Yes there have been problems.  Difficulties.  There has been urination.  But that is the definition of drama, is it not?

I have had to make adjustments.  The idea of a free-range George, traipsing from desk to desk, department to department, spreading love and joy, was not a sound one.  I re-calibrated, and I put up a child protective gate at the entrance of my cubicle, behind which George now sits, staring piteously out at passersby through his tiny button eyes.  Reprimanded for whining — and for overly dramatic sighing — he has resorted to throwing pieces of chew toys out of his cell, configuring them to spell out things like:  “Help me!” and “She’s mean!” and “She drinks!”

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George in captivity, not very happy with the carrot I packed him for lunch. Not that he helps me get ready in the morning or anything.

On to the warm, uplifting conclusion to my epiphany, my friends.

You must take your dog to work for the danger, the excitement, the drama, but you must also take your dog to work so you have someone there who understands you.  Someone who is part of your tribe.  For instance, George and are the most bedraggled, the least-groomed workers in our company.  This is what we usually look like, left to our own devices.

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But we look like this together.

We understand each other.  We are always hungry.  If we are ever not hungry, we still must be chewing something.  We are itchy and restless after short periods without stimulation.  We get overly excited about things.  We need a lot of short naps.

I bring George to work so I can stare at his warm little button eyes, under their busy, expressive eyebrows, when someone is yelling at me on the phone.

I need someone who can remind me about all the fun adventures we had together on the weekend, and that we will have more again after Friday.

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George and me, adventuring together on the weekends.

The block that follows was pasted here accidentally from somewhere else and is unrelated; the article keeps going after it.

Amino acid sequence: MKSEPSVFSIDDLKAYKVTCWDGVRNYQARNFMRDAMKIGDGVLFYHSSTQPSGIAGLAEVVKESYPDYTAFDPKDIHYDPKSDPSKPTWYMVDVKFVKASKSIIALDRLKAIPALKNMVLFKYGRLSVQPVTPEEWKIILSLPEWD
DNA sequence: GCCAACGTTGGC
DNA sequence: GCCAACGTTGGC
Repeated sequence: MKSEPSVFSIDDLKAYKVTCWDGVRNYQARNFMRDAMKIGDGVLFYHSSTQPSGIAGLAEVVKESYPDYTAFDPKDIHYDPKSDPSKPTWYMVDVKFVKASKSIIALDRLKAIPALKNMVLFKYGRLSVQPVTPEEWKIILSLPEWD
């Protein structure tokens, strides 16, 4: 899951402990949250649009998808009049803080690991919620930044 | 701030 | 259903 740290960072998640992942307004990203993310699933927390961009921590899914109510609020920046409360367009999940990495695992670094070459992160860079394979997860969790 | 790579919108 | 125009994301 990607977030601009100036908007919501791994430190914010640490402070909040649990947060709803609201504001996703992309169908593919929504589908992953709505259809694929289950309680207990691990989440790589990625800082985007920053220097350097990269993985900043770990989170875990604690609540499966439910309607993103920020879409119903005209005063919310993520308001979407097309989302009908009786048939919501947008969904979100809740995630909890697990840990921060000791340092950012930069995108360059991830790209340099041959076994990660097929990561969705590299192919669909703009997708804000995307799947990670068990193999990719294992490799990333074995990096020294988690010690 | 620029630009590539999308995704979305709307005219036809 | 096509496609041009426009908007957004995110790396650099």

I need someone to sit at my desk with me, to help me decipher spreadsheets and write e-mails.

Big George

I need someone to shred an entire box of Kleenex over every square inch of our office when I step out to fill his water bowl.

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Sometimes he shreds Kleenex and shoes at the same time. He’s clever that way.

I need someone to eat the majority of my favorite orange highlighter and then keep me up all night while he vomits up piles the color of traffic safety cones.

My fellow employees need him — well, those who can forgive him about the shoes.

They need him to bark during unwanted conference calls, They need to cuddle with him after an angry client dressing-down.  He will look at them worshipfully when they are feeling less than proud professionally.  Especially if they sneak him a piece of chicken salad.  He is always available for a walk.  A slurpy kiss.  A game of tug-tug with a favorite tie or expensive pant leg.

We all need George.  You need a George.  At your work.  So you can take something as efficient, as unavoidable, as inevitable and business-like as a job, and you can inject a bit of thrilling, mortal humanity into it.  By way of sheer, joyful, unmitigated canine-ness.  Do you see the beauty of that?

Worst case scenario, you get fired.  You turn off your computer, with its frayed and severed cords.  You draw a diagram to show everyone where their shoes are buried, so they can have closure. You pack up your dog and you go home.  Then you are free to go to Tibet.